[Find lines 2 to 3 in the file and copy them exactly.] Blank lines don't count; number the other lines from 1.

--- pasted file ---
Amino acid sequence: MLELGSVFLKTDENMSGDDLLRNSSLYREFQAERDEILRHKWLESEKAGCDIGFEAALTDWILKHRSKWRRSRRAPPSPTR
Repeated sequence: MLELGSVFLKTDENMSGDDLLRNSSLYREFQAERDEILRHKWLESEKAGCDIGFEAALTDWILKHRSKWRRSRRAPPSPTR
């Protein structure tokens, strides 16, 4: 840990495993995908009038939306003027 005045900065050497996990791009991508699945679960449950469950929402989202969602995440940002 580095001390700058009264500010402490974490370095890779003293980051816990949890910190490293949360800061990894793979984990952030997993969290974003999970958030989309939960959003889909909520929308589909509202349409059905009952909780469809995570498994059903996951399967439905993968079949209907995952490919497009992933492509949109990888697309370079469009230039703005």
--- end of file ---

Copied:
Repeated sequence: MLELGSVFLKTDENMSGDDLLRNSSLYREFQAERDEILRHKWLESEKAGCDIGFEAALTDWILKHRSKWRRSRRAPPSPTR
């Protein structure tokens, strides 16, 4: 840990495993995908009038939306003027 005045900065050497996990791009991508699945679960449950469950929402989202969602995440940002 580095001390700058009264500010402490974490370095890779003293980051816990949890910190490293949360800061990894793979984990952030997993969290974003999970958030989309939960959003889909909520929308589909509202349409059905009952909780469809995570498994059903996951399967439905993968079949209907995952490919497009992933492509949109990888697309370079469009230039703005």